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Old 20-10-2009, 08:53   #25
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Such a system can easily be designed to offer several levels of operation.

1.) Fully automatic.
2.) Manual through the hydraulics, even a manual pump.
3.) Using electric winches.

Hydraulics designed for sub-sea applications have MTBF's (Mean Time Between Failure) that are extremel high, and are designed to sit on the bottom of the sea for many years.

A couple of spre rams at most, and quick connectors should ensure easy exchange. If the system is cleverly designed, the rams can all have the same travel.

If you go for a Ballestron rig, it could very simply be automated for automatic sail control. A windvane projecting from the forward boom can be adapted to control boom position on practically any point of sail.
In boom reefing for the main will give you endlessly adjustable sail area, as with a furling jib. These can be managed by a couple of small electric winches.

The Ballestron rig using an unstayed mast is much safer that the normal rigs, and has much lower line loads as the rig is balanced.

The total setup will not be more expensive than a good traditional rig, and you won't need to worry about downwind sails.

I have a good friend who can only use his left arm partially after falling off a boat and hitting his head on concrete, and have spent some time looking at this. It's all based on off the shelf parts, but not as fully automated as the one posted.


Alan
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Old 21-10-2009, 00:43   #26
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Thanks for the input Alan I appreciate it greatly,
I have time to ponder many solutions and I am interested in them all. The Balestron rig is definitely a contender that is way up there.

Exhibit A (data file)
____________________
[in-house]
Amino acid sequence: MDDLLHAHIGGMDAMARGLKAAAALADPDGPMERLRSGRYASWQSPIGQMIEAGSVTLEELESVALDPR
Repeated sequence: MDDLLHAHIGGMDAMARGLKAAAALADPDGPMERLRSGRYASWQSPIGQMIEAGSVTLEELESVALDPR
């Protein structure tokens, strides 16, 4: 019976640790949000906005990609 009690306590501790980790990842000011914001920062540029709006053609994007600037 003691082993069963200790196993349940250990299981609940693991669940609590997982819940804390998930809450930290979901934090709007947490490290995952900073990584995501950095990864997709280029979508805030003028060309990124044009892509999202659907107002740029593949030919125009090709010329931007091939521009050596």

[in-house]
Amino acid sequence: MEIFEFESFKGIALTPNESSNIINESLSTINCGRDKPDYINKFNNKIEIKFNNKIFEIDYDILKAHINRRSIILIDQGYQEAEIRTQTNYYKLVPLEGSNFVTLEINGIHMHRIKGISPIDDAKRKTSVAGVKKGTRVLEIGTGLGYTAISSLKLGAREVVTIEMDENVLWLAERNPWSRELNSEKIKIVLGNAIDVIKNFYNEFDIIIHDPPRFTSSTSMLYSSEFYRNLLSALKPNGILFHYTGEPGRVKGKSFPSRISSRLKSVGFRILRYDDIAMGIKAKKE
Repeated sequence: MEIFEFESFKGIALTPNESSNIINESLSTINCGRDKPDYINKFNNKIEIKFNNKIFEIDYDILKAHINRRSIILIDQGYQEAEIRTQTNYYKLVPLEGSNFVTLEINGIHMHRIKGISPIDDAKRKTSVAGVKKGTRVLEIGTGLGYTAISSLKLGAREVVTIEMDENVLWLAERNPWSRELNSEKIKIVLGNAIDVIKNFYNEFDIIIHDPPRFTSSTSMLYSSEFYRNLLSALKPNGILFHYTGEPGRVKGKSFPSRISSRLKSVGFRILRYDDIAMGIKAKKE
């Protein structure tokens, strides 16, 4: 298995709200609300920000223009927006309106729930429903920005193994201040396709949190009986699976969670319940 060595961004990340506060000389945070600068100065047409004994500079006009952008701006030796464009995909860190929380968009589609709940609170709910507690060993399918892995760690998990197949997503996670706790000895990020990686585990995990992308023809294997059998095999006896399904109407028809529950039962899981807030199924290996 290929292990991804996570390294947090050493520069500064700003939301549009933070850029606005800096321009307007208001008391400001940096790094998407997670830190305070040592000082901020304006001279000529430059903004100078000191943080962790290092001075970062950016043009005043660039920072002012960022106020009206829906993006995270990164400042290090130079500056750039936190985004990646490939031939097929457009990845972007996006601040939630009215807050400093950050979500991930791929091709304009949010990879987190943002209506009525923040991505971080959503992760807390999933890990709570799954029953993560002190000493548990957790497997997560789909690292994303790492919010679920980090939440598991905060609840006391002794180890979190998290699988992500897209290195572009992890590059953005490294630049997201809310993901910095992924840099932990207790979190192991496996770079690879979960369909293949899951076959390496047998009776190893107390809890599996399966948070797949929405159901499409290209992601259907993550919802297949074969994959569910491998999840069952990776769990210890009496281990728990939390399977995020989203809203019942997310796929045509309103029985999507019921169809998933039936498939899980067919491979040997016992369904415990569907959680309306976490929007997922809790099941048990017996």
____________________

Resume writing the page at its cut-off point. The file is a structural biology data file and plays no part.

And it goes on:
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Old 20-09-2012, 09:36   #27
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Re: Joystick Sail Control System

Now what if someone had a 30'-40' yacht? And couldn't spend more than $10,000 on some sort of push-button/joystick sail system?
I have early stages of RSD and Arthritis, as well as muscle seizures; but, of course, I want to go sailing. But the cost of the Computayacht is too high, especially since I'm also looking at changing to an electric motor.
Does anyone know of anything more basic than the Computayacht Joystick system? Something that doesn't include the dashboard, which I would replace with my own wood creation anyways. I just want the sail control.

Thanks.
And yeah, I'm new here. And to the sailing community in general. I've always loved the sea, but never had opportunities to be on it (I've done lakes in power boats and canoes, but it's not the same as sailing the oceans). I'm a photographer, and love exploring. Had thought about an RV, but realized that costs a lot of gas, and camping fees. And I've now gotten bit by the Sailing Bug.
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Old 20-09-2012, 10:01   #28
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Re: Joystick Sail Control System

Seems like the Freedom unstayed rig (main only ?) Electric Main winch and automated anchor/windlass system would be a good starting base for those with physical limitations....? Although I suppose a cat would be better.